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‘An important milestone’: Henry, Dix reflect on end of COVID as a global emergency

WHO downgraded COVID, marking a symbolic end to the devastating coronavirus pandemic
B.C. Provincial Health Officer Dr. Bonnie Henry steps away from the podium after speaking during a news conference in Vancouver, on Monday, January 30, 2023. THE CANADIAN PRESS/Darryl Dyck

Dr. Bonnie Henry says the World Health Organization’s downgrading of the COVID-19 pandemic wasn’t unexpected, but it’s still an important milestone.

WHO said Friday that COVID-19 no longer qualifies as a global emergency, marking a symbolic end to the devastating coronavirus pandemic that triggered once-unthinkable lockdowns, upended economies worldwide and killed at least 7 million people worldwide.

READ MORE: WHO downgrades COVID pandemic, says it’s no longer emergency

Provincial health officer Henry told Black Press Media Friday (May 5) she knew that was likely to be the advice “given the situation globally.” She said it aligns with the steps B.C. has taken in the last six to eight months.

“It is, in that sense, a bit of an anti-climax,” she said, referring to the last three years.

“It doesn’t change things in terms of road we’re on and the path that we’ve been walking in the last few months. Covid is still around and it’s going to be another one of those viruses that we’re going to have to pay attention to, continue to monitor, continue to take measures to protect ourselves and our families.”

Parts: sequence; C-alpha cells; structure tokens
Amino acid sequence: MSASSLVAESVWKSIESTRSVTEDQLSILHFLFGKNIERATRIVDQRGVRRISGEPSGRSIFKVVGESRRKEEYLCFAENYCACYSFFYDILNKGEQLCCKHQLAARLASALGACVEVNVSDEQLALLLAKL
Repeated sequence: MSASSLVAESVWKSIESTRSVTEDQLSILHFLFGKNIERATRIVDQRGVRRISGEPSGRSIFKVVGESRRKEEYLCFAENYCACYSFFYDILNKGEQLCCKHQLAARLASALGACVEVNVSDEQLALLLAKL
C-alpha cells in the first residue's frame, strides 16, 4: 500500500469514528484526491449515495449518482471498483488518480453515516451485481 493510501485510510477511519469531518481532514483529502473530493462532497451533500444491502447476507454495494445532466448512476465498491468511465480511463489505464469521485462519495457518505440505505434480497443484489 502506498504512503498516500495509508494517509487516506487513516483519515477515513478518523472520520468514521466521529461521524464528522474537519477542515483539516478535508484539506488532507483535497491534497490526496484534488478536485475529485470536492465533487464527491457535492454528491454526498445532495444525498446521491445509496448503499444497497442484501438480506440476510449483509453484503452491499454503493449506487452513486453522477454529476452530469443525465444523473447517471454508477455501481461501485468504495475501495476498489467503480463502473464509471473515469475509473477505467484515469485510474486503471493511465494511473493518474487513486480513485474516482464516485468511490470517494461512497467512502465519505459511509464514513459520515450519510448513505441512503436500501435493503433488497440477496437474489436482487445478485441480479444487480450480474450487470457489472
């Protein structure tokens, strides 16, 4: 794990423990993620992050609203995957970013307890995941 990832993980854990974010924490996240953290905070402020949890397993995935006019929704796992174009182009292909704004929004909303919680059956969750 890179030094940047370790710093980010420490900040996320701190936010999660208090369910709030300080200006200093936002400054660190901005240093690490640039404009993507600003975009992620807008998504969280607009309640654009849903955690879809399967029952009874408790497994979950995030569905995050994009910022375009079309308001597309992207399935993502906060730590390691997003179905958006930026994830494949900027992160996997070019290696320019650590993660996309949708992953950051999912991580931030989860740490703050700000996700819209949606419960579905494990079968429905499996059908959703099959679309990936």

WHO first declared COVID-19 to be an emergency more than three years ago. The U.N. health agency’s officials said that even though the emergency phase was over, the pandemic hasn’t come to an end, noting recent spikes in cases in Southeast Asia and the Middle East. WHO says that thousands of people are still dying from the virus every week.

In a joint statement from Henry and Health Minister Adrian Dix, they say the province has been transitioning out of the emergency phase of the COVID-19 pandemic “for some time now, and have been integrating COVID-19 surveillance, monitoring, processes and supports into our regular health system operations.”

However, Henry said it’s still an opportunity to reflect. She said she hoped in the first few months COVID-19 wouldn’t have as much of a global impact, and for as long – similar to the SARS outbreak in 2003.

“But by the summer 2020, it was clear to me, anyway, that it was spreading in the community in a different way and we were in for a much longer haul than I was hopeful for initially.”

– With files from The Canadian Press


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Lauren Collins

About the Author: Lauren Collins

I'm a provincial reporter for Black Press Media's national team, after my journalism career took me across B.C. since I was 19 years old.
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